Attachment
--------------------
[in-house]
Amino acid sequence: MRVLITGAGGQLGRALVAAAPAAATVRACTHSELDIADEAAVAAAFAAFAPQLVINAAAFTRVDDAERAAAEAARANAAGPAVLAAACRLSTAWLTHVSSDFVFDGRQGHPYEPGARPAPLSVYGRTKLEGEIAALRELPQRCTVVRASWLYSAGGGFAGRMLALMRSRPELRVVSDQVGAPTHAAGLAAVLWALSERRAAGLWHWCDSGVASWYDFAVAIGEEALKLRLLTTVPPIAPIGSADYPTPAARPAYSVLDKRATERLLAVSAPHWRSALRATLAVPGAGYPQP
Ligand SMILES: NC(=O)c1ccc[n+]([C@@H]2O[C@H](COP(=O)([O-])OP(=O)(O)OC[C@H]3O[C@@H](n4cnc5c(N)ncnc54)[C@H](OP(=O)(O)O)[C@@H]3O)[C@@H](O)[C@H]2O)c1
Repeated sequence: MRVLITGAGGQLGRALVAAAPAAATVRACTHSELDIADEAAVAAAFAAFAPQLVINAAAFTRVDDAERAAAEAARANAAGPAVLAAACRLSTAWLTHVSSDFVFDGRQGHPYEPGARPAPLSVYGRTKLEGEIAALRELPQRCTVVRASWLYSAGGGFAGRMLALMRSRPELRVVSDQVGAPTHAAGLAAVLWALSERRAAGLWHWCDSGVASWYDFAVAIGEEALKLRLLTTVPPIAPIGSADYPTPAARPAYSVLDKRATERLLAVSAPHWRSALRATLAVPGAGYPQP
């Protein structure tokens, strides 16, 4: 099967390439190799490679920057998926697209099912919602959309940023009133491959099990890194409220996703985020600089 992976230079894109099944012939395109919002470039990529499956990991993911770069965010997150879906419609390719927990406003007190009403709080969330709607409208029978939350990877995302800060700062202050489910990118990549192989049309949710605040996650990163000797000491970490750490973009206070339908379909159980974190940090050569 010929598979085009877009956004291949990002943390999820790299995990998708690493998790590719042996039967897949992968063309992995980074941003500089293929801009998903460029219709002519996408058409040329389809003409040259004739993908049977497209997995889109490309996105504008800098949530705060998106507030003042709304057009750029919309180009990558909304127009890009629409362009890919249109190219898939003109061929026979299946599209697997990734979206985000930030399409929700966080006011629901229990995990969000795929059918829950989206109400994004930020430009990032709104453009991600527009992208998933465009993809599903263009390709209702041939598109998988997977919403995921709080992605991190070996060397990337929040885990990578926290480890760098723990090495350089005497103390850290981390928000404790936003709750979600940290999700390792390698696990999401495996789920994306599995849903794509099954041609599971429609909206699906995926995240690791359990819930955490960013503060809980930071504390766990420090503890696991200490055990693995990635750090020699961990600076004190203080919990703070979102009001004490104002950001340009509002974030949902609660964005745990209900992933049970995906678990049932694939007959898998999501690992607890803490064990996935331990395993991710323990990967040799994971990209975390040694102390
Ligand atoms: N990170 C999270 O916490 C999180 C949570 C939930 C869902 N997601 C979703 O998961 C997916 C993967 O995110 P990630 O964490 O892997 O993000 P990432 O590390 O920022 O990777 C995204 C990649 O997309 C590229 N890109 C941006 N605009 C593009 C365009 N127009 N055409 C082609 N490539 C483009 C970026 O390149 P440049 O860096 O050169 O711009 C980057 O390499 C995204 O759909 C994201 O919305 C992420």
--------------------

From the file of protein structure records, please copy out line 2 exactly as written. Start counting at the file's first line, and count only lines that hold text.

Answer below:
Amino acid sequence: MRVLITGAGGQLGRALVAAAPAAATVRACTHSELDIADEAAVAAAFAAFAPQLVINAAAFTRVDDAERAAAEAARANAAGPAVLAAACRLSTAWLTHVSSDFVFDGRQGHPYEPGARPAPLSVYGRTKLEGEIAALRELPQRCTVVRASWLYSAGGGFAGRMLALMRSRPELRVVSDQVGAPTHAAGLAAVLWALSERRAAGLWHWCDSGVASWYDFAVAIGEEALKLRLLTTVPPIAPIGSADYPTPAARPAYSVLDKRATERLLAVSAPHWRSALRATLAVPGAGYPQP